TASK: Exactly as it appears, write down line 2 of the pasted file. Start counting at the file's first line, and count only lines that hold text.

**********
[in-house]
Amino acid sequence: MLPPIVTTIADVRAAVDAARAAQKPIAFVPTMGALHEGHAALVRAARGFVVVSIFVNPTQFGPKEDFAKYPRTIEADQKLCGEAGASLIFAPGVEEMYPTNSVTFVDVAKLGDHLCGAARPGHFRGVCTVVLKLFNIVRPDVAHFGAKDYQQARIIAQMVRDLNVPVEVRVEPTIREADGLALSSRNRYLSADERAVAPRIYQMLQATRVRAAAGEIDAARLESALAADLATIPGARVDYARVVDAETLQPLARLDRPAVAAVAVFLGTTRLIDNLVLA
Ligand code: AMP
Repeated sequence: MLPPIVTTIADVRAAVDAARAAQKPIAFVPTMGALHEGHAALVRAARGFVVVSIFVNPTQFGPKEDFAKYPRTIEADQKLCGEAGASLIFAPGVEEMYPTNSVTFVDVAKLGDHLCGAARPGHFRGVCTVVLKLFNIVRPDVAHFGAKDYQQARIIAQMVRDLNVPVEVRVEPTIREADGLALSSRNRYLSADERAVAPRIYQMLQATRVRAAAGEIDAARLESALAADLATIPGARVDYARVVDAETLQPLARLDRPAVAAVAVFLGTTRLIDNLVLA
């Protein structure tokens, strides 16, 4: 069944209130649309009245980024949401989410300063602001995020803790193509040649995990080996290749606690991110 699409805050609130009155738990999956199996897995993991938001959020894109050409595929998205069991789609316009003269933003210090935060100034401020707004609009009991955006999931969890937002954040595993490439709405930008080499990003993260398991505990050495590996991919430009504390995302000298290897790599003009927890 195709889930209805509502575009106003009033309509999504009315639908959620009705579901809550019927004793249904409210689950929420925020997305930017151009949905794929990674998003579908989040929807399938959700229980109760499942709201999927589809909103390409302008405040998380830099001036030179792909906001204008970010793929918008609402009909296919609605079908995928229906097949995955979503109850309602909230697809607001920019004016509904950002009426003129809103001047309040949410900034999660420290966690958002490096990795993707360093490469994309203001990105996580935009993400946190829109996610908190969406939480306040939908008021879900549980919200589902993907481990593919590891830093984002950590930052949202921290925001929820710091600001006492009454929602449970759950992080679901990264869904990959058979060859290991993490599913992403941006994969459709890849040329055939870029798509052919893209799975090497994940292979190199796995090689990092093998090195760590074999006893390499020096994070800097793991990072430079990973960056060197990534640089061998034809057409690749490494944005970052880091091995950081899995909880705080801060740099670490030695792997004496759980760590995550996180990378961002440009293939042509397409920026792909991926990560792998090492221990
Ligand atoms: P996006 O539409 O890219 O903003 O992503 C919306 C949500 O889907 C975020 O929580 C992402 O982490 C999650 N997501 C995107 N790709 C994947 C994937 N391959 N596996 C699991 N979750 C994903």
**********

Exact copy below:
Amino acid sequence: MLPPIVTTIADVRAAVDAARAAQKPIAFVPTMGALHEGHAALVRAARGFVVVSIFVNPTQFGPKEDFAKYPRTIEADQKLCGEAGASLIFAPGVEEMYPTNSVTFVDVAKLGDHLCGAARPGHFRGVCTVVLKLFNIVRPDVAHFGAKDYQQARIIAQMVRDLNVPVEVRVEPTIREADGLALSSRNRYLSADERAVAPRIYQMLQATRVRAAAGEIDAARLESALAADLATIPGARVDYARVVDAETLQPLARLDRPAVAAVAVFLGTTRLIDNLVLA